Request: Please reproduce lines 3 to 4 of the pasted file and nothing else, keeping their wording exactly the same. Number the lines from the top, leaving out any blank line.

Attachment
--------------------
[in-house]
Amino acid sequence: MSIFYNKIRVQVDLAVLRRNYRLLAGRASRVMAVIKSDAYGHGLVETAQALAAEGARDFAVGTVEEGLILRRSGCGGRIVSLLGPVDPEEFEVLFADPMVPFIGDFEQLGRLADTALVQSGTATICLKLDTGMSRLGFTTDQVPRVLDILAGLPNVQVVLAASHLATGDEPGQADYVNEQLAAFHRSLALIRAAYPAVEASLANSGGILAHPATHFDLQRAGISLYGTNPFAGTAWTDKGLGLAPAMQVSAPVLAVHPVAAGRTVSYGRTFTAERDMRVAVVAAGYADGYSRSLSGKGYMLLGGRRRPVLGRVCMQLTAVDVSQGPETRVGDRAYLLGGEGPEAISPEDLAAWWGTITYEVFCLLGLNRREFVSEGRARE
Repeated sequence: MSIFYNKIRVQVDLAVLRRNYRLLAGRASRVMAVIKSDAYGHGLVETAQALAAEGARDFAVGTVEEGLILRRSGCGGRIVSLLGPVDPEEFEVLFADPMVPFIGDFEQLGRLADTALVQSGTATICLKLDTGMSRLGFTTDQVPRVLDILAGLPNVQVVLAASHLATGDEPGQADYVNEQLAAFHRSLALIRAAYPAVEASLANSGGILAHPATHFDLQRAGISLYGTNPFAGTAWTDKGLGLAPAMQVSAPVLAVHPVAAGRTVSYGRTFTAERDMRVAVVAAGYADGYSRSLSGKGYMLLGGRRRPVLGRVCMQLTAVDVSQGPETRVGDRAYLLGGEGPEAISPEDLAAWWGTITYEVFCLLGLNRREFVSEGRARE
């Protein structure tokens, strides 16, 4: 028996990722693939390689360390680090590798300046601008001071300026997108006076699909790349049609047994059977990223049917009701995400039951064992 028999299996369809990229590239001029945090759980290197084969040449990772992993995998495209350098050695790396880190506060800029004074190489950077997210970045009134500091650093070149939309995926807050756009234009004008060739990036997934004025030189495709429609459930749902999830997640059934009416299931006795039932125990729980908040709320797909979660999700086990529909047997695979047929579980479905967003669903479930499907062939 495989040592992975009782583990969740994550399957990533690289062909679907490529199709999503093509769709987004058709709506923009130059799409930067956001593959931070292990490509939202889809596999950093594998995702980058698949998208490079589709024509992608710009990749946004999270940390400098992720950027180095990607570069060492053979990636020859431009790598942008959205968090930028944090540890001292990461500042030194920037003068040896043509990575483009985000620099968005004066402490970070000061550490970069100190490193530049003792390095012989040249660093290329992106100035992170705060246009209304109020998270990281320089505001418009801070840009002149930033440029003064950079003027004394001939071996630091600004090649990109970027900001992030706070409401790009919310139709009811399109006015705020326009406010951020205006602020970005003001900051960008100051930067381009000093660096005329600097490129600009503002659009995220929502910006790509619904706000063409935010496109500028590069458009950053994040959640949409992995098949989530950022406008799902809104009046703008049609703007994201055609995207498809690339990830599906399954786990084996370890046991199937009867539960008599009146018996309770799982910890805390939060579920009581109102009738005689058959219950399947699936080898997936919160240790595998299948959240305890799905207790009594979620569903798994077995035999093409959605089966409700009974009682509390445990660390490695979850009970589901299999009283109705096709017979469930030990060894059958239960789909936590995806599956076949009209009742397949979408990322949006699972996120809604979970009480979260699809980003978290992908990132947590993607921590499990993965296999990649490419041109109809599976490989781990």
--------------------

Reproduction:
Repeated sequence: MSIFYNKIRVQVDLAVLRRNYRLLAGRASRVMAVIKSDAYGHGLVETAQALAAEGARDFAVGTVEEGLILRRSGCGGRIVSLLGPVDPEEFEVLFADPMVPFIGDFEQLGRLADTALVQSGTATICLKLDTGMSRLGFTTDQVPRVLDILAGLPNVQVVLAASHLATGDEPGQADYVNEQLAAFHRSLALIRAAYPAVEASLANSGGILAHPATHFDLQRAGISLYGTNPFAGTAWTDKGLGLAPAMQVSAPVLAVHPVAAGRTVSYGRTFTAERDMRVAVVAAGYADGYSRSLSGKGYMLLGGRRRPVLGRVCMQLTAVDVSQGPETRVGDRAYLLGGEGPEAISPEDLAAWWGTITYEVFCLLGLNRREFVSEGRARE
């Protein structure tokens, strides 16, 4: 028996990722693939390689360390680090590798300046601008001071300026997108006076699909790349049609047994059977990223049917009701995400039951064992 028999299996369809990229590239001029945090759980290197084969040449990772992993995998495209350098050695790396880190506060800029004074190489950077997210970045009134500091650093070149939309995926807050756009234009004008060739990036997934004025030189495709429609459930749902999830997640059934009416299931006795039932125990729980908040709320797909979660999700086990529909047997695979047929579980479905967003669903479930499907062939 495989040592992975009782583990969740994550399957990533690289062909679907490529199709999503093509769709987004058709709506923009130059799409930067956001593959931070292990490509939202889809596999950093594998995702980058698949998208490079589709024509992608710009990749946004999270940390400098992720950027180095990607570069060492053979990636020859431009790598942008959205968090930028944090540890001292990461500042030194920037003068040896043509990575483009985000620099968005004066402490970070000061550490970069100190490193530049003792390095012989040249660093290329992106100035992170705060246009209304109020998270990281320089505001418009801070840009002149930033440029003064950079003027004394001939071996630091600004090649990109970027900001992030706070409401790009919310139709009811399109006015705020326009406010951020205006602020970005003001900051960008100051930067381009000093660096005329600097490129600009503002659009995220929502910006790509619904706000063409935010496109500028590069458009950053994040959640949409992995098949989530950022406008799902809104009046703008049609703007994201055609995207498809690339990830599906399954786990084996370890046991199937009867539960008599009146018996309770799982910890805390939060579920009581109102009738005689058959219950399947699936080898997936919160240790595998299948959240305890799905207790009594979620569903798994077995035999093409959605089966409700009974009682509390445990660390490695979850009970589901299999009283109705096709017979469930030990060894059958239960789909936590995806599956076949009209009742397949979408990322949006699972996120809604979970009480979260699809980003978290992908990132947590993607921590499990993965296999990649490419041109109809599976490989781990």